Everyone has a worst lesson don’t they? I’m hoping I’ve had mine already. Whilst the worst lesson ever and why makes for a great interview question, when you’re in it, it sucks.
I breezed through my first teaching practice. I was fortunate to have some great classes across Reception to Year 11 covering a vast range of different activities. I was also blessed with fantastic teachers and teaching assistants supporting me and a wonderful mentor. So when I was given Year 6 for my second teaching practice I didn’t think anything of it. I had experienced Year 5 and Year 7 in term 1, why would I find Year 6 so challenging?
My Year 6’s quickly showed me they were capable, confident, top of the primary school (the big fish in the small pond) and they were full of personality. All wonderful traits but all together at the same time proved to be extremely challenging.
The unit of work was a Leadership unit and my plan was through the sport of hockey to look at the different leadership roles within this sport. I wanted the students to identify coaches, umpires, scorers, captains etc and look at the skills that are common across leadership roles. The unit would culminate in a tournament with students taking on different leadership roles in a similar way to a Sports Education Unit. Sounded simple, but it did not work.
First lesson I introduced the topic of leadership and attempted to pass on some responsibility to the students. I wanted them to take ownership of the unit and for them to take the direction within the framework I had given. I wanted them to have roles in leading the lessons and the unit. What it seemed to result in were arguments between students and students saying to me ‘we don’t want to do this, just tell us what to do’. Some students seemed to be hockey experts whilst others were only interested in playing football.
So what went wrong? The teacher who usually has them did say he found them challenging and he had warned me about the strong personalities in the group. Despite the warnings I went straight in and tried to teach the content of the unit. I forgot the basics. Get to know your students first. I did not have their respect. They did not know who I was and I didn’t know who they were.
Lesson two, three and four this continued. Students arguing and not buying into what I was trying to do. This class started to become the class I was not looking forward to teaching. I knew I had to change something. I reflected upon the activity, hockey. Some students liked it and some didn’t but none of them were taking ownership. I needed something that they could take ownership and ultimately lead. I remembered that a few months previously the PE world of Twitter was alight with the game ‘Hula Hut Throw down’, a game which looked like great fun. I was yet to see anyone play it at my school and this seemed like a good opportunity to give it a try. To be honest, anything was worth a try.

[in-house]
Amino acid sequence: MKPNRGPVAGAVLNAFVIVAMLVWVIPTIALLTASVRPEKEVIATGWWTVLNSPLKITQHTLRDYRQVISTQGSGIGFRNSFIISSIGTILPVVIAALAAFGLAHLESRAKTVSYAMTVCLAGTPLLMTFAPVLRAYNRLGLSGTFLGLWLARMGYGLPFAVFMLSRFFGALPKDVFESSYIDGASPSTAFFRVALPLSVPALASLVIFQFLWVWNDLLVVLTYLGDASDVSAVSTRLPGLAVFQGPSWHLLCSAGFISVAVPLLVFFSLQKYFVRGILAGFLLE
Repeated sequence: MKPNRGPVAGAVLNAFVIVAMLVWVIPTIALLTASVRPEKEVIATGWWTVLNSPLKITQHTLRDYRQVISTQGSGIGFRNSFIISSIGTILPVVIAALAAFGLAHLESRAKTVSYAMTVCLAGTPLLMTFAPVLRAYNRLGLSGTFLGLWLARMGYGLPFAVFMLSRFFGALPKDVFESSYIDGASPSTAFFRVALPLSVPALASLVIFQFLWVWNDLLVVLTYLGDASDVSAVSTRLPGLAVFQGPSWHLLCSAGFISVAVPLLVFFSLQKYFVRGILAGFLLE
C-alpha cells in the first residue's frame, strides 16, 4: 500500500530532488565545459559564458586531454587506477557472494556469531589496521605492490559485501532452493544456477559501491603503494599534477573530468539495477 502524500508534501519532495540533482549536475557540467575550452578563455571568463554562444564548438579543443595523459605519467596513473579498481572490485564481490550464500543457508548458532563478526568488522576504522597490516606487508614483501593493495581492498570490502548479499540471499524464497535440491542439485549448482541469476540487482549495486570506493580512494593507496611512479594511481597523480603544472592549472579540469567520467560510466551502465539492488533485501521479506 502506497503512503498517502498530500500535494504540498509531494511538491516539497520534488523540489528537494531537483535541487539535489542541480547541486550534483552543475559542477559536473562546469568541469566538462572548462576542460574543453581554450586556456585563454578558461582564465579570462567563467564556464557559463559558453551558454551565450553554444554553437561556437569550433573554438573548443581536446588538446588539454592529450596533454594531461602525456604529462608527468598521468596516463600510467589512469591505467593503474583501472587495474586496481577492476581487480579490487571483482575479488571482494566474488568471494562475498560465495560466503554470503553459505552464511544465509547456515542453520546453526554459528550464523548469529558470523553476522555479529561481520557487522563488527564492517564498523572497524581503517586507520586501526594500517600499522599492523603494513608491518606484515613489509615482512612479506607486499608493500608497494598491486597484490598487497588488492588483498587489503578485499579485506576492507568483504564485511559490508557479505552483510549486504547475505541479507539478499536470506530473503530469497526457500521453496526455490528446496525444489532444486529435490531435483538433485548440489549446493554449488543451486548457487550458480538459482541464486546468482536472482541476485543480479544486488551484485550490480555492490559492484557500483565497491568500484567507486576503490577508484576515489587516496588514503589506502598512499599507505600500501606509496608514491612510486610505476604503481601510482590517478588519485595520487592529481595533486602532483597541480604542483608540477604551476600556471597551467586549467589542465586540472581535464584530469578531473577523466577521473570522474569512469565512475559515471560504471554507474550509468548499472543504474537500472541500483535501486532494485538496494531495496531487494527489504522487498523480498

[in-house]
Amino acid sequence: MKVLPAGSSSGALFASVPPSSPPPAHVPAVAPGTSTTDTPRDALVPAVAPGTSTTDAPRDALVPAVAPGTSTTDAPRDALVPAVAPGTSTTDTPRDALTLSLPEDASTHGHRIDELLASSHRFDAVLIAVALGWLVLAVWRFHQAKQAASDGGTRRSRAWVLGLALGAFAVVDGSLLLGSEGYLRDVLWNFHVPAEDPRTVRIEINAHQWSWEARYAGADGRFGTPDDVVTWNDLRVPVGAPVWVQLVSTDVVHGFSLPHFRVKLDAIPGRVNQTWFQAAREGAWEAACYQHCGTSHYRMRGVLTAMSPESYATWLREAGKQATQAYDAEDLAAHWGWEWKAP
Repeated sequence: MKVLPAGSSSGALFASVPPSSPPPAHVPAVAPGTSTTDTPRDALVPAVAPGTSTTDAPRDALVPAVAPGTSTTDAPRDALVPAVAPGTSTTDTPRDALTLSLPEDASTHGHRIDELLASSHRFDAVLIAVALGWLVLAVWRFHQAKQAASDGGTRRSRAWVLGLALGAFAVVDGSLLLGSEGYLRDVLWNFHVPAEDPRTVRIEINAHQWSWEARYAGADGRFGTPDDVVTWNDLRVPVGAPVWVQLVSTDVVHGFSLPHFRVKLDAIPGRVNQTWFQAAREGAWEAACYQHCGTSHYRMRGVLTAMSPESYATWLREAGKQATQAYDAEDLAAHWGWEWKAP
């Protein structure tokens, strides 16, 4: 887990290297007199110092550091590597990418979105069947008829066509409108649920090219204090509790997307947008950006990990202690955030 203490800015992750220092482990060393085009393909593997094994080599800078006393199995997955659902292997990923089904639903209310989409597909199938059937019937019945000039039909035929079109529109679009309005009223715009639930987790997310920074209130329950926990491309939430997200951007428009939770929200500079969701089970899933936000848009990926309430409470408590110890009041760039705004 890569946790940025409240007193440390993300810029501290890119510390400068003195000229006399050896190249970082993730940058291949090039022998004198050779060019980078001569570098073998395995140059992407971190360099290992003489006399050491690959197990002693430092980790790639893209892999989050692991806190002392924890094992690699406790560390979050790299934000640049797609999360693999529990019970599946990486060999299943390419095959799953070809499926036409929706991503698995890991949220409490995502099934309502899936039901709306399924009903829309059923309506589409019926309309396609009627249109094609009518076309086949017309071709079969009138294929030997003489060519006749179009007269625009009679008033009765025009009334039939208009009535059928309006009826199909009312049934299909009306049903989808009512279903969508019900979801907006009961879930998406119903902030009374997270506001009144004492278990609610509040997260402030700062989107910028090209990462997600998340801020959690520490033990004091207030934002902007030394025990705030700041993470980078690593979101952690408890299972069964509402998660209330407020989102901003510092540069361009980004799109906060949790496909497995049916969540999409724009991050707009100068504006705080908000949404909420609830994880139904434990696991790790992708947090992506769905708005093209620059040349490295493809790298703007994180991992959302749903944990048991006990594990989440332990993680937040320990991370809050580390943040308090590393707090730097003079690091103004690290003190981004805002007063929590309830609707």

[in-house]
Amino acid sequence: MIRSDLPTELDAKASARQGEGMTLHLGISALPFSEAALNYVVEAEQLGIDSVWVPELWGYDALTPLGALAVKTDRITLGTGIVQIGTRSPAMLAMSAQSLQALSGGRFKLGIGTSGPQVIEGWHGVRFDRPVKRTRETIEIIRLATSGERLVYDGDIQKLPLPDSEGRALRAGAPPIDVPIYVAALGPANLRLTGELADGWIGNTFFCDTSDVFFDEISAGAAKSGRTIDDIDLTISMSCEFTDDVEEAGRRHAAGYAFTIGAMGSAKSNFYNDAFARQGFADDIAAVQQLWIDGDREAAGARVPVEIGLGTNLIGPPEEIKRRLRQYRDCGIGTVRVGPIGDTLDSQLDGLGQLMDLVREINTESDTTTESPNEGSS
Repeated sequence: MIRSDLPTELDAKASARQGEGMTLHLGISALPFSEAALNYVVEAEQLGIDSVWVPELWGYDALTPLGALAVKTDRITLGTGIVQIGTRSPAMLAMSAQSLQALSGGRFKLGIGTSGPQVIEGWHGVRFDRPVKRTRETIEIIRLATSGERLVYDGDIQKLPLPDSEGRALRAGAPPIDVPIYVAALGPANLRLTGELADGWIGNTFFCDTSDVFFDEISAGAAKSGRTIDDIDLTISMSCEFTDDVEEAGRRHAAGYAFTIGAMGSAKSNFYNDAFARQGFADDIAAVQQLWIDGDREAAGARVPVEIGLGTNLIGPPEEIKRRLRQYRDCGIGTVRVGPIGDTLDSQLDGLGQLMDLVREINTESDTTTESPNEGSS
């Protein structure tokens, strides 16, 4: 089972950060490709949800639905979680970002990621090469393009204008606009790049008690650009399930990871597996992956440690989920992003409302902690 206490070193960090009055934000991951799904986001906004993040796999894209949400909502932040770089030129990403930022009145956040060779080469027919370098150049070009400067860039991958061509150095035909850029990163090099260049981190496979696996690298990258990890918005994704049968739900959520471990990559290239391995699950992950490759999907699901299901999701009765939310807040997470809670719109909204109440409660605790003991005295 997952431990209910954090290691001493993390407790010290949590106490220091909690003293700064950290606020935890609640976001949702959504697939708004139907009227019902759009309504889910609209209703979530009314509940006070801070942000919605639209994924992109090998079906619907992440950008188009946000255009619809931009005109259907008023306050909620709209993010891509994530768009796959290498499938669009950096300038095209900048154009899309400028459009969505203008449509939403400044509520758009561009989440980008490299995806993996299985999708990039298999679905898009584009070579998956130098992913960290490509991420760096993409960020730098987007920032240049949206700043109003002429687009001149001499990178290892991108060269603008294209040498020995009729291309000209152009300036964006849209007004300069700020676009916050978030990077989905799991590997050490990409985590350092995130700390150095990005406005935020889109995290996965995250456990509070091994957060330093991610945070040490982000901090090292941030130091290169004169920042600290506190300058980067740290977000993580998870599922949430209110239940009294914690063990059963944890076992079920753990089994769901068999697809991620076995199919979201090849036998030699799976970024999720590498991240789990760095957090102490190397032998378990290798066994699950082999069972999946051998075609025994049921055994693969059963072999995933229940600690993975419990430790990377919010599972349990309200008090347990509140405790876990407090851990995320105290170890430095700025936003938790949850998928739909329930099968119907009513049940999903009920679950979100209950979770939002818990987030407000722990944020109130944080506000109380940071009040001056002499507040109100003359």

So how did I introduce it? I was honest with the students. I brought them into the classroom and talked to them about how I felt the unit was going (or where it was not going) and how I thought we would all benefit from trying something new. Initially they did not look enthralled. I then told them I would show them a video of a new game and following the video they (as a collective group) would be responsible for implementing this game for the remainder of the unit. Click here to see the brilliant video Ben Landers (PE Specialist) has made. The video was perfect. The students were making notes about the rules and discussion quickly began about how they were going to get it set up using the facilities we have in our school.
As with any activity involving a group my class then went through the forming, storming and norming before they got to the performing stage of Tuckman’s team formation process. But this was perfect in relation to the leadership unit. We as a group were able to identify leadership qualities and skills in the progression of this process and when we got outside and played the new game we could look at the leadership skills and roles within the game. Hula Hut Throwdown is a fantastic game for getting everyone involved and for identifying different roles as well as using a number of different physical skills.
I started to look forward to these Year 6 lessons and the Year 6’s started to look forward to their new game.They took ownership and I was able to deliver a unit of work that met the learning outcomes I was aiming for. Had I continued with the activity I had started with I would have done the students a disservice. I learnt so much from this unit and this class.
- Always get to know your students, relationships and mutual respect is key.
- It’s ok to admit you were wrong and make changes to your lessons.
- Reflect, reflect, reflect!